“The tight menu gives a wide range of flavors, with a pared down selection: red wine – there are only three, but there is something to suit everyone – an Israeli, an Australian, and an Argentinean (and no, that isn’t the start of a joke, but the beginning of a fun and unpretentious night)…” Adam Bar discovers The Streets right under his nose in Tel Aviv.
Sometimes happiness is waiting for you just around the corner, and you haven’t even got a clue. Sometimes the greatest treasures are right under your nose, in the place you least expected to find them, and maybe it’s cause you never bothered looking.
My friend D was celebrating two important events – the birth of his new baby the day after his own birthday. I wanted to get him out of the house for a little celebration. In the next few years to come he can pretty much forget about celebrating his own birthday, because the little one will grab all attention from both family and friends due the closeness in birth dates.
Taking him too far away from home would have been impossible (he needed to be within a 60 second run from the baby), so we went to The Streets on King George due to its proximity. Upon entry we also got a little tour, because the space offers a few separate areas, each of which is as inviting as the next, and each with a slightly different feel. The gallery on the upper floor (which we almost missed) is a large space offering a homey living room feel, a place you could host a small party of friends without being stuck with the dishes the next morning. The ‘living room’ was full, so we headed back downstairs and chose to sit at a table – though the bar looked appealing.
We had a short conversation with the hostess, who noticed our interest in the bookshelf next to our table. She told us about a project called “A Returning Story” that The Streets is involved in. Basically, it’s a social-ecological-restoration project. In principle, D and I are fans of places with a social agenda, so The Streets had already managed to rack up some points before we’d even seen a menu. During the conversation, the hostess updated us on some more interesting facts – which is that The Streets is open 24 hours. Slowly but surely we started understanding how it works. At The Streets they wanted to create a multifaceted place, that gives you the feeling that you’ve arrived at the right spot whether you were looking for a café to eat breakfast, a trendy restaurant for business lunch, a neighborhood pub for some quick drinks before a night on the town, or a place to end off that raging night.
In terms of drinks and food, the tight menu gives a wide range of flavors, with a pared down and high quality selection. Some examples perhaps? If you please: beer on tap – one type, but a good one (Stella Artois); red wine – there are only three, but there is something to suit everyone – an Israeli, an Australian, and an Argentinean (and no, that isn’t the start of a joke, but the beginning of a fun and unpretentious night). The summery winter we’ve been having inspired us to refresh ourselves with some cava (the refreshing and excellent Xenius), but when we come back in spring (and we will be back, in summer too…) we’ll opt for the ultimate summery choice – the mojito and the caipirinha (the cocktail selection is also limited, but excellent.) The cava, served in an ice bucket, as is traditional, was accompanied by my sighs of pleasure. We sampled some excellent antipasti – vine leaves, grilled eggplant and peppers, and wonderful green tehina with a secret ingredient that we couldn’t figure out. Swiss chard and cauliflower pancakes, famous as the house dish, revealed themselves to be truly brilliant. Another bit of brilliance, somewhat surprisingly I must admit, was the dish of lasagna. It arrived camouflaged as a triangle toasted sandwich (probably due to the shape of the pan) but was actually a lasagna rich in ingredients and flavors that burst with meat, cheese and béchamel sauce as soon as it was pierced with the knife.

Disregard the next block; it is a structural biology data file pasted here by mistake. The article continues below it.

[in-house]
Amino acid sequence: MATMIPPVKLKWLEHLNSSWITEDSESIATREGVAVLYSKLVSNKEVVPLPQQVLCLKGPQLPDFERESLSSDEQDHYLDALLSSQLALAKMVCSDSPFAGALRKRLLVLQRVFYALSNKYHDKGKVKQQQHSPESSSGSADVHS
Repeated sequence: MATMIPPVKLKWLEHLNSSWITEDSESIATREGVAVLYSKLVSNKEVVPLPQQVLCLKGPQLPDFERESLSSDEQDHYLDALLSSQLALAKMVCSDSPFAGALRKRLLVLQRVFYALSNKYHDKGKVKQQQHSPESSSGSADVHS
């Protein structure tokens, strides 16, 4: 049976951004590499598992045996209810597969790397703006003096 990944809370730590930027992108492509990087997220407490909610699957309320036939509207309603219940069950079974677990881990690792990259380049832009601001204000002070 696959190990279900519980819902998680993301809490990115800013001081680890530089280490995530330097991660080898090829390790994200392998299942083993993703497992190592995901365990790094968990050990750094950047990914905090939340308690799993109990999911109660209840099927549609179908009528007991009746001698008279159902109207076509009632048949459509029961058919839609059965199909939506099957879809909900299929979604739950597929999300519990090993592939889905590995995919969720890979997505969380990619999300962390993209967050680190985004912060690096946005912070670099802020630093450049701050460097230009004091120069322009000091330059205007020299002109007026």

Once we’d satiated our hunger we were free to look around a little. The clientele is mixed – tourists (or more accurately, cute female tourists), nonchalant neighborhood young people, some students and even some business people who come with their laptops to work – or at least to give the impression that they are working. While we talked we let the cava do its work in our bloodstreams, giving thanks that we didn’t have to drive home. And just to be safe, we enjoyed a shot of espresso for the road (Barisot, short and deadly) and a dessert of divine nutella mousse.
The Streets2 Hanevi’im, at the corner of 70 King George Street, Tel AvivTel: 03-5686888, 077-3511513